Wildfires are burning across Colorado. So why is one of the world’s largest air tankers grounded in Colorado Springs?
Colorado Springs-based Global SuperTanker hopes to get a contract to fight fires on U.S. Forest Service land
The Denver Post
COLORADO SPRINGS — With the ability to drop nearly 20,000 gallons of water or retardant in a single pass, the Global SuperTanker could be an airborne, blaze-battling behemoth on the front lines of the 416 fire near Durango — or any of the other wildfires burning in Colorado this week.
But the converted Boeing 747-400, which started life 26 years ago as a Japan Airlines passenger jet, instead sat Wednesday on a runway at Colorado Springs Airport, its engines off and its cockpit empty. Lacking a contract to fight fire on federal land, the Global SuperTanker appeared to be little more than an oversized tarmac ornament.
“It’s very frustrating for us,” said Bob Soelberg, senior vice president of Global SuperTanker Services LLC, as he showed off the plane for a small group of reporters Wednesday. “We would like to be on (a fire).”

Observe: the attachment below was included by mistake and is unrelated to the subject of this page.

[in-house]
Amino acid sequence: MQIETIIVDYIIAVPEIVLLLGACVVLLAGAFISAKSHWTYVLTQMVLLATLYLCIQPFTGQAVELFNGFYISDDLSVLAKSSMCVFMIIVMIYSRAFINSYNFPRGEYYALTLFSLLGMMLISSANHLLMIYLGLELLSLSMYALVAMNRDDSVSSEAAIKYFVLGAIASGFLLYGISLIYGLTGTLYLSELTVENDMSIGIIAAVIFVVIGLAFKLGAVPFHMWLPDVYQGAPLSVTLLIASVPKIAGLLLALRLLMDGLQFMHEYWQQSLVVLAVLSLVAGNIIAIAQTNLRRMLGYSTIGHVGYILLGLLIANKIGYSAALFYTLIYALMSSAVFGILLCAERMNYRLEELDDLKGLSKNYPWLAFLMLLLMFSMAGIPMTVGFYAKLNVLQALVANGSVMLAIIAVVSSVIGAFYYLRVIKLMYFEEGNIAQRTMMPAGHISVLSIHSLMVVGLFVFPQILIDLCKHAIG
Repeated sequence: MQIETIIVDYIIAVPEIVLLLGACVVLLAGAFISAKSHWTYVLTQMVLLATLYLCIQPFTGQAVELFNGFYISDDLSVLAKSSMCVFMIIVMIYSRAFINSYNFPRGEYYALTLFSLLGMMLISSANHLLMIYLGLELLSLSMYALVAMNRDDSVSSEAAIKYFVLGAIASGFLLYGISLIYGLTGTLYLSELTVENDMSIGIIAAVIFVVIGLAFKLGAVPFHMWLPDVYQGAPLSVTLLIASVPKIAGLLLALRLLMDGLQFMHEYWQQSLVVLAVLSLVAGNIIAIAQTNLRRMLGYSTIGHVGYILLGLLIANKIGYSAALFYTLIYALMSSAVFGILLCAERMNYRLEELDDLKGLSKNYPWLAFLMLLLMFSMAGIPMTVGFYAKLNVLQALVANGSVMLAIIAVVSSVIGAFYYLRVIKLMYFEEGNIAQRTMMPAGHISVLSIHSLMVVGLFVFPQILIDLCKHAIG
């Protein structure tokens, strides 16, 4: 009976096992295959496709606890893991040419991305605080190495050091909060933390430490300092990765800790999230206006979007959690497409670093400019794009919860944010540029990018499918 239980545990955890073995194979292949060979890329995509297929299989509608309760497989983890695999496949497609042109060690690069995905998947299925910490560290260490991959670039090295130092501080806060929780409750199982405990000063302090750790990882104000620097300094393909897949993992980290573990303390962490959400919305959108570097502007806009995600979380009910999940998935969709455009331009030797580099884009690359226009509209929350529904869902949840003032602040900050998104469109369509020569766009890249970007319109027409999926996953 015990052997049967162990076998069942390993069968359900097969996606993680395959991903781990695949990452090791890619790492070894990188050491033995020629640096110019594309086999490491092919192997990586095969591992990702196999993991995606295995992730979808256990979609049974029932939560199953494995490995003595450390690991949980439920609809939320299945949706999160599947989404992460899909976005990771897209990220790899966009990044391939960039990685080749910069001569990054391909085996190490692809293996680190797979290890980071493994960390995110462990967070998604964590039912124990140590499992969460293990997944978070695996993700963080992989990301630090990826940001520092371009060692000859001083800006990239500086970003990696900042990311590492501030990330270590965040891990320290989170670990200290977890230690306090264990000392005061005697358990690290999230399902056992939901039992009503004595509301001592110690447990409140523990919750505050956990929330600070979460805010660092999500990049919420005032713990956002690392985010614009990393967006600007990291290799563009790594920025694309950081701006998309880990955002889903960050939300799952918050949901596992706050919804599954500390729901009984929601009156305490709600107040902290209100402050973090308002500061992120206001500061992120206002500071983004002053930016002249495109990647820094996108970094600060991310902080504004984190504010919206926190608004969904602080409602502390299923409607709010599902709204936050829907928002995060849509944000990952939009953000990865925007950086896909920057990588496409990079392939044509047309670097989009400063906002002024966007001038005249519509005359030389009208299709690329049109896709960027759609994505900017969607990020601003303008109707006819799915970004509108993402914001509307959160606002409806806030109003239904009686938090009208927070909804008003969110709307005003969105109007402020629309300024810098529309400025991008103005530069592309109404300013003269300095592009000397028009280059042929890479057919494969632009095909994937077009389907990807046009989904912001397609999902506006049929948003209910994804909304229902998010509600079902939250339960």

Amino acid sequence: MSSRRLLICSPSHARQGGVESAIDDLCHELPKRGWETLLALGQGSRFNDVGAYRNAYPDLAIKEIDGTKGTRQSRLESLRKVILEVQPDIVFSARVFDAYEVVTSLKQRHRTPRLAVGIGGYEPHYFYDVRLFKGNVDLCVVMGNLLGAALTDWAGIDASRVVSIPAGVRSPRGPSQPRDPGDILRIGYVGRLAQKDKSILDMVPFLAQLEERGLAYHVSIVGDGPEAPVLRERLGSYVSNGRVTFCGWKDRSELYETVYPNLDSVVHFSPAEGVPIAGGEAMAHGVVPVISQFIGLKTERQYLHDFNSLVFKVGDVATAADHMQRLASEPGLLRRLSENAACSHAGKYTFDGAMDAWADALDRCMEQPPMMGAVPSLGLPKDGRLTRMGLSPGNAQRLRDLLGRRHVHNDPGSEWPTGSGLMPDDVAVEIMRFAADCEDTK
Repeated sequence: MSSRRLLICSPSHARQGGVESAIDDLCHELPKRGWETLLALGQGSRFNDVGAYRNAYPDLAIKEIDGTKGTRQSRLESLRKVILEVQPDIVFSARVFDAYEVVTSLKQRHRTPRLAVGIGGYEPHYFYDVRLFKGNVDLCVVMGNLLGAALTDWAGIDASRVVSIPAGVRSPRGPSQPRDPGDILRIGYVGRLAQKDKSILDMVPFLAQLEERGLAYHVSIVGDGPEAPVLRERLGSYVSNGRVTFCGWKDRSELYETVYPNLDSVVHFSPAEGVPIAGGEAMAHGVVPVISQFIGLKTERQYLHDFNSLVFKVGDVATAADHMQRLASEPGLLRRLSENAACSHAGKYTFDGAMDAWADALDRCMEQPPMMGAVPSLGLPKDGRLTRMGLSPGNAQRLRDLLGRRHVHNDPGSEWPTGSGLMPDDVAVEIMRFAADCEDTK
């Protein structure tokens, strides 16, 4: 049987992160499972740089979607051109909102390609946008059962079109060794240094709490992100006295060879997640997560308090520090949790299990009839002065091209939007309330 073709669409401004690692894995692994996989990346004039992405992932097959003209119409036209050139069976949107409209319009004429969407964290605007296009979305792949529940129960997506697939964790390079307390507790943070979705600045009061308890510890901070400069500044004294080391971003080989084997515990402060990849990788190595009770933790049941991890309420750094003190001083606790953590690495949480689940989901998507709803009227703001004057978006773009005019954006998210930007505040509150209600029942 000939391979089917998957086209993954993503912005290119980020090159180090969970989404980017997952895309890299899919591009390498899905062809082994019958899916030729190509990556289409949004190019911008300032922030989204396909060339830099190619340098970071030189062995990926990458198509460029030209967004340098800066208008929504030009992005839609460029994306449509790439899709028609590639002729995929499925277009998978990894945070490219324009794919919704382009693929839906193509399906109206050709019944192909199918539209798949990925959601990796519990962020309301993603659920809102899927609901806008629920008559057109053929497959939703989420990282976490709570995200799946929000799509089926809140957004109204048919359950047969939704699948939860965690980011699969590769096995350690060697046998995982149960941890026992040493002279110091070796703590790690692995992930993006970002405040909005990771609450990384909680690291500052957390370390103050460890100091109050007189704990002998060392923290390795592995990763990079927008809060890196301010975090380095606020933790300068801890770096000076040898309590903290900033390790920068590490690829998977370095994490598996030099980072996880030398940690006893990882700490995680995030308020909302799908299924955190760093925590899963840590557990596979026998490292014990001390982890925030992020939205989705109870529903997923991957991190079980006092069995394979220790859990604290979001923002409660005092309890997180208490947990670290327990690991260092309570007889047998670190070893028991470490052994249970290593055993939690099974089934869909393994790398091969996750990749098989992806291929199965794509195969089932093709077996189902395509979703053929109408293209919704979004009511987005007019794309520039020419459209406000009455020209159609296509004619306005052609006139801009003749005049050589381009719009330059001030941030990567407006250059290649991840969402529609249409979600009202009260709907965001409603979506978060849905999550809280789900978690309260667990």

Global SuperTanker, which carries nearly twice as much firefighting capacity as the next biggest aircraft that is used to fight fires — the DC-10 — hasn’t been completely idle over the past year. It dropped retardant on a wildfire in California last fall and has been used to fight blazes in Chile and Israel. The company, which launched its first firefighting operation less than two years ago, has “call when needed” contracts with Colorado Springs, along with Douglas and El Paso counties, and it is negotiating a deal with the Colorado Division of Fire Prevention and Control to fight fire on state land.
But the big play in the wildfire business is on federal forest land in the United States, where stands of trees go on for miles and fuel is plentiful to support a large conflagration. However, arriving at an agreement with the U.S. Forest Service to fight wildfires on territory the agency oversees, both in and outside of Colorado, has been no easy feat.